(oh.pruh.eye.ZAY.shun) n. The increased tendency for people to publicly describe their feelings and emotions and confess their past indiscretions.

Example Citation:
The new president may bring back any number of people from the first Bush administration, but he inherits a media world far different from the one his father left behind eight years ago, before the explosion of 24-hour news and the Oprahization of politics.
—Caryn James, "The Inauguration," The New York Times, January 21, 2001

Earliest Citation:
The Oprahization of our culture — the astonishing propensity to tell all, even the most sacred, private things to an audience of strangers — has fueled the Bobbitt case.
—Molly Mayfield, "The Bobbitt tragicomedy," Denver Rocky Mountain News, January 16, 1994

Poor Oprah Winfrey just can't catch a break. From the tabloids' obsession with her weight, to getting snubbed by lit-snob Jonathan Franzen (author of The Corrections), to being part of David Letterman's embarrassing Oscar night "Oprah/Uma" thing, there always seems to be a sling or arrow coming her way. And now she's being blamed for our current "culture of confession." Still, when you're worth 600 million dollars (talk about "outrageous fortune"), I guess you can take a barb or two.

This term isn't likely to become a staple of cocktail party conversations since it doesn't exactly trip lightly off the tongue. The back-to-back combination of the last syllable of Oprah and the first syllable of -ization is tough to spit out. Perhaps that's why you sometimes see the easier-to-pronounce variation, Oprahzation (oh.pruh.ZAY.shun). Note, too, the synonym Oprahfication (1993).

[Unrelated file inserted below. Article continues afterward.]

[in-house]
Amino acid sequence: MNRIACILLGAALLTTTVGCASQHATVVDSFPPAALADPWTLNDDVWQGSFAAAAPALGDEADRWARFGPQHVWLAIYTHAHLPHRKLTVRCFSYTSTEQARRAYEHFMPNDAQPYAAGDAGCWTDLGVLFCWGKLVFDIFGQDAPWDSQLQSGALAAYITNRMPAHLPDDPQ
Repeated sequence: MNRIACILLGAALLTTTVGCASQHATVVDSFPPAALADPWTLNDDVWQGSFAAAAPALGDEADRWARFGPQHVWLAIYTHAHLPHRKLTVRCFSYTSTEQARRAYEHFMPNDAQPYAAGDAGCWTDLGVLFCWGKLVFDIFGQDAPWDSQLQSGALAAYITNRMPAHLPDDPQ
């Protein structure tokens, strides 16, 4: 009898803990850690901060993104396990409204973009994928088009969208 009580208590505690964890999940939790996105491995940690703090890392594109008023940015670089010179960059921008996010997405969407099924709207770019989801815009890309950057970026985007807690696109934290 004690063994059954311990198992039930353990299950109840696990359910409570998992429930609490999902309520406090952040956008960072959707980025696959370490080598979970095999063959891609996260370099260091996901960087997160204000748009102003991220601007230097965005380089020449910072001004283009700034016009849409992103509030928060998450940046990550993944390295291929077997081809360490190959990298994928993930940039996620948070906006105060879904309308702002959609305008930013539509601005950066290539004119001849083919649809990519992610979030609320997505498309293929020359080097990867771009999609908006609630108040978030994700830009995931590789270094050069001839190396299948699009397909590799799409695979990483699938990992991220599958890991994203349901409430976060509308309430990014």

There's also a closely related (although less frequently seen) sense of this word that refers to the increased tendancy to view criminals as victims:

I call it the Oprahization of the jury pool," says Dan Lungren, attorney general of California. "It's the idea that people have become so set on viewing things from the Oprah view, the Geraldo view or the Phil Donahue view that they bring that into the jury box with them. And I think at base much of that tends to say, 'We don't hold people responsible for their actions because they've been the victim of some influence at some time in their life.'
—Sophronia Scott Gregory, "Oprah! Oprah in the Court!," Time, June 6, 1994

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